But as you already know, all good things must end. September rolled in, the motor was re-installed and actually running quite well, I wouldn’t have to buy 30 weight oil by the case for a while. Changing temperatures began to chase away the tourists and to bring out the ripe smells of cabbages minus their kings.
Each colder morning gave me an itch and a longing for “back home” became more insistent. So I packed what was left of my travelling heritage back in boxes and bags in back of the pick-up. Then I entered into a five-minute termination negotiation with the oil-smeared garage manager who was spreadeagled under an Oldsmobile trying to remove an oil pan with a hole in it. Having been assured that any remaining pay would be sent to me, and I wasn’t holding my breath for that, nor was I born last night, I headed back down the canyon, stopping only when absolutely necessary. I retraced my steps while barely noticing the countryside and drove straight to “The Paper” to ask when I could resume my “potential.” There was no hesitation from the editor and within two days I was back slamming down “stories” to make people weep, laugh and/or yawn, take your pick.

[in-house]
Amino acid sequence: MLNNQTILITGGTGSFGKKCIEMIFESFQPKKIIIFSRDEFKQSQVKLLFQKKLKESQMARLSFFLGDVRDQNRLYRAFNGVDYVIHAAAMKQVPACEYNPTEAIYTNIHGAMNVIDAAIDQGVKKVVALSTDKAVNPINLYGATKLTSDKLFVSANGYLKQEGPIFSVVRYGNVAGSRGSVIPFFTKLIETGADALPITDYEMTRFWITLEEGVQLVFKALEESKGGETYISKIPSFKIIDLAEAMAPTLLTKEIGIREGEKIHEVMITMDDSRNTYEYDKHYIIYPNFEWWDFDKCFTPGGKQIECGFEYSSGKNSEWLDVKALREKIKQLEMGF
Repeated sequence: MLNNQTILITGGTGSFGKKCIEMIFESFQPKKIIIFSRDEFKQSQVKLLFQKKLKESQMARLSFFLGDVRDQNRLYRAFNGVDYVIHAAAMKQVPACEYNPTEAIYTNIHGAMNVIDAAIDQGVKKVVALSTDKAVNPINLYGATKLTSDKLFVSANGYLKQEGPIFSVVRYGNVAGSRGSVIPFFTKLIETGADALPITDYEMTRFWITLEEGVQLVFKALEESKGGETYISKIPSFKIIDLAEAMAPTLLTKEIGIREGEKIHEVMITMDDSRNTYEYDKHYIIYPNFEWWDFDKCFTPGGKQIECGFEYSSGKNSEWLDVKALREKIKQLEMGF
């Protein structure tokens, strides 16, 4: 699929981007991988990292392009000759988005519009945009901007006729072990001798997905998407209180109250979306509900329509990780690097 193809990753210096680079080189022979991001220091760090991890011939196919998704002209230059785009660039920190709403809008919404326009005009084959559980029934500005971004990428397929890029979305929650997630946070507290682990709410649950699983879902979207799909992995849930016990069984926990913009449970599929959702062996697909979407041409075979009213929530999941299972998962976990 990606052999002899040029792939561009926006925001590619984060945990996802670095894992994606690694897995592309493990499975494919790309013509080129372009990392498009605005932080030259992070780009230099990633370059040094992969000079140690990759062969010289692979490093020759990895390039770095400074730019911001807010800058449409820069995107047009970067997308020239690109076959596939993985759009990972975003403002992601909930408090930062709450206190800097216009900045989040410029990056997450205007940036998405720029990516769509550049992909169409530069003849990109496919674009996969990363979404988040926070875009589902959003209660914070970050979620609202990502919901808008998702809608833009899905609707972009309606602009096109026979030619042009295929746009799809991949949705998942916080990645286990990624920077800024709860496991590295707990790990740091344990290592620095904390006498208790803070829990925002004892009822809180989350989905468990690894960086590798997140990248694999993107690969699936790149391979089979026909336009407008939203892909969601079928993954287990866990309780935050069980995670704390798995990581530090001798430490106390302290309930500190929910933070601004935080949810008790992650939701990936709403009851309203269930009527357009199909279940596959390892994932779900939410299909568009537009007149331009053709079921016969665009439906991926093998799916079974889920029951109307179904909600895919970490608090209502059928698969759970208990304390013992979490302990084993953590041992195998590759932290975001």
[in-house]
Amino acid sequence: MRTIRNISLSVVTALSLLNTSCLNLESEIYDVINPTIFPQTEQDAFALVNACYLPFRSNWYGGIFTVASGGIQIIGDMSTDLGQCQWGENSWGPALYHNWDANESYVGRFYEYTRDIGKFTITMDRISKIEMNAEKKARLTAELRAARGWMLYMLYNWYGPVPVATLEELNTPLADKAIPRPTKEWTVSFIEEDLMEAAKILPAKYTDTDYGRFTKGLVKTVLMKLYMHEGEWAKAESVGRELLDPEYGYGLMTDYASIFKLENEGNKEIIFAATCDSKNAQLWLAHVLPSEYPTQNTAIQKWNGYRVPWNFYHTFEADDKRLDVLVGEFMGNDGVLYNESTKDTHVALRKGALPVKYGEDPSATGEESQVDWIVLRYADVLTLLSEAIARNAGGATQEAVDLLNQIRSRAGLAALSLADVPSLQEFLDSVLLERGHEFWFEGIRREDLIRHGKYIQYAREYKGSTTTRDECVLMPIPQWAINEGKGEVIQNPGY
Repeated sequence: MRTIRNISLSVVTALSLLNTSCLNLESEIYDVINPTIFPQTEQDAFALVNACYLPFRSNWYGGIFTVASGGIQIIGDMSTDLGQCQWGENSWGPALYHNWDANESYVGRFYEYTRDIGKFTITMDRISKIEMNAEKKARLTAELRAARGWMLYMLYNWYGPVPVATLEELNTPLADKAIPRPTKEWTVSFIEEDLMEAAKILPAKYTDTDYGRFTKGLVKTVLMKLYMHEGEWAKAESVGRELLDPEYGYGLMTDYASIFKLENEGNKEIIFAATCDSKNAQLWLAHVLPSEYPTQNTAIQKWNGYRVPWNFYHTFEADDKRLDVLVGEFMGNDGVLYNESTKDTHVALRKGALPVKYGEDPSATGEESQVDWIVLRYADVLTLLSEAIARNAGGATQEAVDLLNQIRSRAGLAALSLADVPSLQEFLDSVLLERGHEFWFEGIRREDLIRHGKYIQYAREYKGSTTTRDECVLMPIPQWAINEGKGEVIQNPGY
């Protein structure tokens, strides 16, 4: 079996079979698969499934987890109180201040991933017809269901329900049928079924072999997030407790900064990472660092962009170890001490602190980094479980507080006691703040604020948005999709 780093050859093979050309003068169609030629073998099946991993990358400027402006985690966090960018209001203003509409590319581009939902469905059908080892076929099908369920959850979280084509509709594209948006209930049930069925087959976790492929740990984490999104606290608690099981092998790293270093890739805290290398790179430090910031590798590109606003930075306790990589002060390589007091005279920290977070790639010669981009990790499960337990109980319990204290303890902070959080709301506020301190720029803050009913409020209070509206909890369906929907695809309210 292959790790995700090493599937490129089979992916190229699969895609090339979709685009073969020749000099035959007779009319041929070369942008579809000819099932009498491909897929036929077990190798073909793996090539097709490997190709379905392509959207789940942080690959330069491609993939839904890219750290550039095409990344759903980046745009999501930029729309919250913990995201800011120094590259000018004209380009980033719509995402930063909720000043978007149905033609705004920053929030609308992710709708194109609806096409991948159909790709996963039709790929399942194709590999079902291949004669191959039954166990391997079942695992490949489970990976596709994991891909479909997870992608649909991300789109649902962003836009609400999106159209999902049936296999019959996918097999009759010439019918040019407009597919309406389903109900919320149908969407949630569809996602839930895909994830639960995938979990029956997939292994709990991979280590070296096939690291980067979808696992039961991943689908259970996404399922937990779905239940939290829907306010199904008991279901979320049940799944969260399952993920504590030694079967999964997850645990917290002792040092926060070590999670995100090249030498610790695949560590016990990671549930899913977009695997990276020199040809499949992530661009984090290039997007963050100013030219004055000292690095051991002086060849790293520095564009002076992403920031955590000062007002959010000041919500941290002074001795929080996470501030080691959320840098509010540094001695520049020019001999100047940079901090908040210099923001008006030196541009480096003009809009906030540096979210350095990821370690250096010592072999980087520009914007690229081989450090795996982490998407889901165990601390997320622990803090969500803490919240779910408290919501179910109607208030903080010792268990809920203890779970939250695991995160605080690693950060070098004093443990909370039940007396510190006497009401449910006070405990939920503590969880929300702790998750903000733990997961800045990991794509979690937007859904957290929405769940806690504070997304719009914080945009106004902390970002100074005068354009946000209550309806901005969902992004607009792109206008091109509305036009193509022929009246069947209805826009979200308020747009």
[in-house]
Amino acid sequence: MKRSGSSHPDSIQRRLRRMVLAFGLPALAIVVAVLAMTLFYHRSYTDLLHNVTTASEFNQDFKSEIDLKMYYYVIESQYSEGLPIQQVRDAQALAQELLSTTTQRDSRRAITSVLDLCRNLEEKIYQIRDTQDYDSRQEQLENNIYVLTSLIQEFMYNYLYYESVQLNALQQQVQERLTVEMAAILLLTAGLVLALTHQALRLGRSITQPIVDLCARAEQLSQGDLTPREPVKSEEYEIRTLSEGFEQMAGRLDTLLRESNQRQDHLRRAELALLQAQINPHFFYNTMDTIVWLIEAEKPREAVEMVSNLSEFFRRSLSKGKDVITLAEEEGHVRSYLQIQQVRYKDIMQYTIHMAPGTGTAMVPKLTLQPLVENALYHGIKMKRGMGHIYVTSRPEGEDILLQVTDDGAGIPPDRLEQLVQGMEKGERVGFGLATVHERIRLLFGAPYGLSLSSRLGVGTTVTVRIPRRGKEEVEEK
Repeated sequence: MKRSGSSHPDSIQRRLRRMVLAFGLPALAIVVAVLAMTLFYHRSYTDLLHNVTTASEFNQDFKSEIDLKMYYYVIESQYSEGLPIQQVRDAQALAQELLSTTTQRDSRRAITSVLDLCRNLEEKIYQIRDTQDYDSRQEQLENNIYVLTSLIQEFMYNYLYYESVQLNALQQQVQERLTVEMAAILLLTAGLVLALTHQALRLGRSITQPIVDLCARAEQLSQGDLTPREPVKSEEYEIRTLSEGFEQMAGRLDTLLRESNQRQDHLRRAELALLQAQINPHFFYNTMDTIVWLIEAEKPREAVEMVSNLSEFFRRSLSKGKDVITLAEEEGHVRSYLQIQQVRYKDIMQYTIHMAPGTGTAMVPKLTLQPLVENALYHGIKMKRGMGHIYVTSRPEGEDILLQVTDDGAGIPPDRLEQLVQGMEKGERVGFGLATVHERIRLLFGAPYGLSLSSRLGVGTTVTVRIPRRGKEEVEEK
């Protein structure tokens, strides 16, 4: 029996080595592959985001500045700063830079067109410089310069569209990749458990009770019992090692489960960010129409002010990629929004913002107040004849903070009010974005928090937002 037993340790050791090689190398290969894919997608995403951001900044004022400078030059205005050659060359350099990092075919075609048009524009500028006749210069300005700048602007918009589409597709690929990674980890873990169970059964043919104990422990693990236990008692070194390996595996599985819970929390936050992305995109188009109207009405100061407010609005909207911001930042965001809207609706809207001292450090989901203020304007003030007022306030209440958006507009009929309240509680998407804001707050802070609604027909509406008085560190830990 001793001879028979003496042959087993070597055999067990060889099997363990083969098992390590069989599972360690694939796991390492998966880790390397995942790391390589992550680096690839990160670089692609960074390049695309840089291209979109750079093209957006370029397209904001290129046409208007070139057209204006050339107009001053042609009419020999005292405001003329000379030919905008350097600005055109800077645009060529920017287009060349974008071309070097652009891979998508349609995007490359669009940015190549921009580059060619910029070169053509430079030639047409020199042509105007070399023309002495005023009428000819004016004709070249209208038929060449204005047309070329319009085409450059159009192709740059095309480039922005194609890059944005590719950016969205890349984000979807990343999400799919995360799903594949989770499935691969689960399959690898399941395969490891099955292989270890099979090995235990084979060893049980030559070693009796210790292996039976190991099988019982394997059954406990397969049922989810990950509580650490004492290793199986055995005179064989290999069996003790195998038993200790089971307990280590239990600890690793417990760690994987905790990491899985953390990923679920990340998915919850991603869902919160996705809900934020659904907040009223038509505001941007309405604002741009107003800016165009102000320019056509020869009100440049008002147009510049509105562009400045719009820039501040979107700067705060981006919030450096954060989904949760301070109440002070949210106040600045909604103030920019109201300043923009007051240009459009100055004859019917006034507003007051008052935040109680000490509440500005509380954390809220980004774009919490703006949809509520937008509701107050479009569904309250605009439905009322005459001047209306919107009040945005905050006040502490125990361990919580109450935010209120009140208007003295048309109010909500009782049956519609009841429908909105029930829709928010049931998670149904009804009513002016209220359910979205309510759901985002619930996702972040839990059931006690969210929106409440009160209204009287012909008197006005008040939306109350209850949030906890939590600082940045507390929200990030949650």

I didn’t even care that I had to find a new apartment because my sub-renter had gotten a “live in” and they were established, you might say. It became incumbent upon me to not break up the love nest, held tentatively together by the smell of burning weed and stale beer, not to dwell on the bare feet, tie-dyed clothes and frizzy hair that made Ginger’s blonde bowl look quite presentable in retrospect. Surely those crazy dizzy Hippy days were not far into the future now. And the age of Aquarius was just as surely going to follow. It was fated and one should never argue with that, as one does not argue with a date who takes a taxi home from the restaurant. Well, it stuck in my craw, that’s all. (*note to self: look up craw)